A remarkable feature of the developing central nervous system is the generation of spontaneous network activity (SNA) at the onset of synaptogenesis. In the spinal cord (SC) of the mouse embryo, SNA occurs around the 12th embryonic day (E12.5) and involves a recurrent functional loop between motoneurons (MNs) and GABAergic interneurons. We previously showed that Renshaw cells (V1R), which constitute a functionally homogeneous population in the adult, are the first neurons enriched with GABA in the mouse embryonic lumbar SC.
V1R make synaptic-like contacts with MNs and likely participate to the genesis of SNA. However, how electrophysiological intrinsic properties of V1R evolve during early development remains poorly understood. Here, using patch-clamp recordings, cluster analysis and biophysical modeling, we analyzed the mechanisms underlying the firing patterns of V1R between E11.5 and E16.5.
This developmental period covers the initial phase of development of SC activity (E11.5-E14.5) when SNA is present, and a pivotal period (E14.5-E16.5) when locomotor-like activity emerges. We discovered that V1R can be subdivided into different clusters before E13.5 and that many cells are capable of sustaining repetitive firing or plateau potentials. These V1R then lose transiently this firing ability, which is later recovered at E16.5. This is in contrast to the classical developmental scheme, i.e. an increase of firing capability with time. Combining pharmacology and computational modeling, we showed that the firing patterns of embryonic V1R rely on the synergy between two opposing voltage-dependent currents, namely the slowly inactivating persistent sodium current and the delayed rectifier potassium current. These two currents are responsible for the repetitive firing of action potentials in a vast majority of neurons. Such a synergy is sufficient to explain the clustering of embryonic V1R and determines the developmental trajectories of the electrical phenotype.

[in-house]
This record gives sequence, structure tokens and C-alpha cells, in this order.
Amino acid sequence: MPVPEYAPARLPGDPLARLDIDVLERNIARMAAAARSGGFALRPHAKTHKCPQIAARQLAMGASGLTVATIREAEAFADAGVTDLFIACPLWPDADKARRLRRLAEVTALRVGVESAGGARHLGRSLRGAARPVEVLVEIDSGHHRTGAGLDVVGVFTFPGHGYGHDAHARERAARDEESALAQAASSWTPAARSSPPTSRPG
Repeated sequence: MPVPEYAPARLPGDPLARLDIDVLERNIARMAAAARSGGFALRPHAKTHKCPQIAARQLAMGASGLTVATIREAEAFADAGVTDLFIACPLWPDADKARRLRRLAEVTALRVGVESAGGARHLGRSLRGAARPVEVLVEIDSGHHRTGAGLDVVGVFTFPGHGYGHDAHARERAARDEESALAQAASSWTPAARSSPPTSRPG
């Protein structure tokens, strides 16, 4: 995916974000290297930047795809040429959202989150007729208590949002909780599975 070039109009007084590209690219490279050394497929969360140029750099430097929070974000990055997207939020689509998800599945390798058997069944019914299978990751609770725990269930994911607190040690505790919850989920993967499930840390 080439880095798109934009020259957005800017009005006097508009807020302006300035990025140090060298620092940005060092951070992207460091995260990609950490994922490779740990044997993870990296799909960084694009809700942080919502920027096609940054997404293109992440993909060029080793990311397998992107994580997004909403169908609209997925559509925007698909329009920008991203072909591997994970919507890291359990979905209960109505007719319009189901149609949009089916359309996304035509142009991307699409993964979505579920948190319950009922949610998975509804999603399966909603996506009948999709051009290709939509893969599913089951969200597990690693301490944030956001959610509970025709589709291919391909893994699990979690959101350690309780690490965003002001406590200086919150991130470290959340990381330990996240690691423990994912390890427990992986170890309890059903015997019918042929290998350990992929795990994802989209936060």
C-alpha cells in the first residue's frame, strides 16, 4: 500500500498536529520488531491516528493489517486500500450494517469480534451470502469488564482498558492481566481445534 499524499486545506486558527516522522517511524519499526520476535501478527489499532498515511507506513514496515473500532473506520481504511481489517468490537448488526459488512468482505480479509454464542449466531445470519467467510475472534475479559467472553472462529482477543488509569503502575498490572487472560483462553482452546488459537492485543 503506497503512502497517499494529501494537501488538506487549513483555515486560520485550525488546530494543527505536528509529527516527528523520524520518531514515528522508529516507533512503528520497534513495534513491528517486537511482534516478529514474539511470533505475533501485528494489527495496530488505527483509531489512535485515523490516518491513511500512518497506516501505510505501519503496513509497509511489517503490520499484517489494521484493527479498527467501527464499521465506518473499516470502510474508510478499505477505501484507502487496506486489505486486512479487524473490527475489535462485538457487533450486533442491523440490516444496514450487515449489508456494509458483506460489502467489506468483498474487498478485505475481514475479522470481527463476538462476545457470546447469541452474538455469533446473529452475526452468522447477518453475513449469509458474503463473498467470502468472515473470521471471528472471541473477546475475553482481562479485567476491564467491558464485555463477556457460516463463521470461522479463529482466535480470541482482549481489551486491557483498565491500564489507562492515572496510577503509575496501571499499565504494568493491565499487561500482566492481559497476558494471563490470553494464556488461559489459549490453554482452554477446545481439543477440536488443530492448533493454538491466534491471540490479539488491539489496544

Taken together our findings reveal a simple mechanism that is at the core of the heterogeneity of firing patterns. Such a mechanism must be tuned later on to eventually achieve firing pattern homogeneity.
bioRxiv Subject Collection: Neuroscience